On cryptocurrency exchanges and brokerages, traders are not permitted to use their Discover credit and debit cards to purchase or sell bitcoin or any other cryptocurrency in the market. False Statements In an interview with Bloomberg, Discover CEO David Nelms stated that for financial institutions…
On cryptocurrency exchanges and brokerages, traders are not permitted to use their Discover credit and debit cards to purchase or sell bitcoin or any other cryptocurrency in the market.
In an interview with Bloomberg, Discover CEO David Nelms stated that for financial institutions to process payments for cryptocurrency traders and investors, they are required by the government to implement strict Anti-Money Laundering (AML) systems and closely monitor the transactions of the traders.
For a company like Discover, that would lead to many millions of dollars in additional compliance costs to address cryptocurrency investors.
Nelms also criticized investors in bitcoin, calling them “crooks that are trying to get money out of China or wherever.”
Evidently, the generalization of institutional investors, retail traders, and individual investors including Fidelity, Tim Draper, Winklevoss Twins, Barry Silbert, Mark Cuban, and tens of millions of people in the US, Japan, and South Korea as money laundering “crooks” can be considered as a baseless condemnation of investors within the global cryptocurrency market.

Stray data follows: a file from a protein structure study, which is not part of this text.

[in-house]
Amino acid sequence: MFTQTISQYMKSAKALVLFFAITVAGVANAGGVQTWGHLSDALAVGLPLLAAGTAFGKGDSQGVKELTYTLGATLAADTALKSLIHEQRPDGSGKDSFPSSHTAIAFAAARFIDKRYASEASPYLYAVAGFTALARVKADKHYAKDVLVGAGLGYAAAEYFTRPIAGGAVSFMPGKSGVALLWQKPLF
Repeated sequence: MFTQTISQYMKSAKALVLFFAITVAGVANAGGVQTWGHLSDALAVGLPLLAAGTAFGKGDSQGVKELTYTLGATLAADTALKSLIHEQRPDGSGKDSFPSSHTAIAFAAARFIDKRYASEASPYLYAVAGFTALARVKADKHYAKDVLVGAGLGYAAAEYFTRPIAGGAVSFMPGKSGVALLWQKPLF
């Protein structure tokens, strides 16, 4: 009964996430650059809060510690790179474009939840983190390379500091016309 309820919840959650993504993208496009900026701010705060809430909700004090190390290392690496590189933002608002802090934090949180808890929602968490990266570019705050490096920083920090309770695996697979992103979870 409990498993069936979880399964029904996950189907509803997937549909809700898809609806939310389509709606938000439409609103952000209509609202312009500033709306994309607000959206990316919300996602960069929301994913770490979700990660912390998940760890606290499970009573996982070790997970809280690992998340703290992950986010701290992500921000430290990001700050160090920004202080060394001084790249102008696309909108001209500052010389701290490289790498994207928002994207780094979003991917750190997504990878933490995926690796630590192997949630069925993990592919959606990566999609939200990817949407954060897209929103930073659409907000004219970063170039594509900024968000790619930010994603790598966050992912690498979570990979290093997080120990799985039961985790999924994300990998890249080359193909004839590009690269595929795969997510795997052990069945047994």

Currently, the global cryptocurrency market has a daily trading volume of $24 billion, which is larger than some of the world’s largest stock markets combined. Bitcoin alone processes $8 billion on a daily basis and has more liquidity than the most liquid stock on earth, Apple.
Nelms added that the only use case of bitcoin he personally sees is money laundering and financial crime, stating, “or if someone steals our credit card numbers they’re going to ask for payments in Bitcoin. Those are the only use cases I’m actually seeing today.”
On a factual level, the argument of Nelms that the primary usage of bitcoin as a money laundering tool for Chinese investors is highly incorrect because the Chinese government imposed a strict ban on cryptocurrency trading in September 2017. As of now, the Chinese market is nearly zero trading volume, and the largest cryptocurrency markets are the US, Japan, and South Korea.
Earlier this week, Robinhood, a major US-based financial services company that allows individuals to invest in publicly traded companies and exchange-traded funds (ETFs), announced its plans to launch a cryptocurrency exchange by next month.
Robinhood developers have already updated the company’s mobile app to add a feature showing the prices of 14 major cryptocurrencies. Mitsubishi UFJ Financial Group (MUFG), the largest financial conglomerate and bank in Japan, also revealed its finalized plans to launch a cryptocurrency exchange within 2018, to address the rapidly increasing demand for bitcoin from institutional investors and retail traders.
The cryptocurrency market is an exponentially growing sector with tens of millions of both individual and institutional investors across the globe eager to invest. Failing to flow with the modern trend and address growing demand from cryptocurrency investors could result in Discover losing its market share to other competitors in the market like Visa, which have been pro-cryptocurrency since 2015.
But, Discover emphasized that if everyday cardholders push for the integration and support of cryptocurrencies like bitcoin and Ethereum, it will consider implementing them in the long-term. For now, Nelms explained that Discover customers are not “clamoring to use it.”
Featured image from Shutterstock.
Last modified: January 24, 2020 11:16 PM UTC